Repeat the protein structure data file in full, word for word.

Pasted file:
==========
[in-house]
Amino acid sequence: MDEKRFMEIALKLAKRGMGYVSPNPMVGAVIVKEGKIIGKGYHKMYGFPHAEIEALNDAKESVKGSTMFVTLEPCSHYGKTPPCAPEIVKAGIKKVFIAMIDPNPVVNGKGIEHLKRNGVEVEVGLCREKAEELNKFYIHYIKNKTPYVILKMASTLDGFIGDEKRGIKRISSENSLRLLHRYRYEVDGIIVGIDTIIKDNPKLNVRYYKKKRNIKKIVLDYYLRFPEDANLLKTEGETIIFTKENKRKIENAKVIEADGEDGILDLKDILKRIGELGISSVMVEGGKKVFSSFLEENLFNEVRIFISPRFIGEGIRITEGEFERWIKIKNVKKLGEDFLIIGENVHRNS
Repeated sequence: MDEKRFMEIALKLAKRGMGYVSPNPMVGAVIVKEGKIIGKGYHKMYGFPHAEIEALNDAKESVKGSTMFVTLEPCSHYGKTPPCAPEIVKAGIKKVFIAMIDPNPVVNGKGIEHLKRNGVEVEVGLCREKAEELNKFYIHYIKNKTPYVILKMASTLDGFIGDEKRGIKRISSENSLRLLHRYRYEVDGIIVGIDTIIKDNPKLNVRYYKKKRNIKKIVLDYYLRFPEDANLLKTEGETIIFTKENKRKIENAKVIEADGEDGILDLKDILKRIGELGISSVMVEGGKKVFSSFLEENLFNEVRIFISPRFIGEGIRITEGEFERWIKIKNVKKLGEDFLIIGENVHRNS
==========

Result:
[in-house]
Amino acid sequence: MDEKRFMEIALKLAKRGMGYVSPNPMVGAVIVKEGKIIGKGYHKMYGFPHAEIEALNDAKESVKGSTMFVTLEPCSHYGKTPPCAPEIVKAGIKKVFIAMIDPNPVVNGKGIEHLKRNGVEVEVGLCREKAEELNKFYIHYIKNKTPYVILKMASTLDGFIGDEKRGIKRISSENSLRLLHRYRYEVDGIIVGIDTIIKDNPKLNVRYYKKKRNIKKIVLDYYLRFPEDANLLKTEGETIIFTKENKRKIENAKVIEADGEDGILDLKDILKRIGELGISSVMVEGGKKVFSSFLEENLFNEVRIFISPRFIGEGIRITEGEFERWIKIKNVKKLGEDFLIIGENVHRNS
Repeated sequence: MDEKRFMEIALKLAKRGMGYVSPNPMVGAVIVKEGKIIGKGYHKMYGFPHAEIEALNDAKESVKGSTMFVTLEPCSHYGKTPPCAPEIVKAGIKKVFIAMIDPNPVVNGKGIEHLKRNGVEVEVGLCREKAEELNKFYIHYIKNKTPYVILKMASTLDGFIGDEKRGIKRISSENSLRLLHRYRYEVDGIIVGIDTIIKDNPKLNVRYYKKKRNIKKIVLDYYLRFPEDANLLKTEGETIIFTKENKRKIENAKVIEADGEDGILDLKDILKRIGELGISSVMVEGGKKVFSSFLEENLFNEVRIFISPRFIGEGIRITEGEFERWIKIKNVKKLGEDFLIIGENVHRNS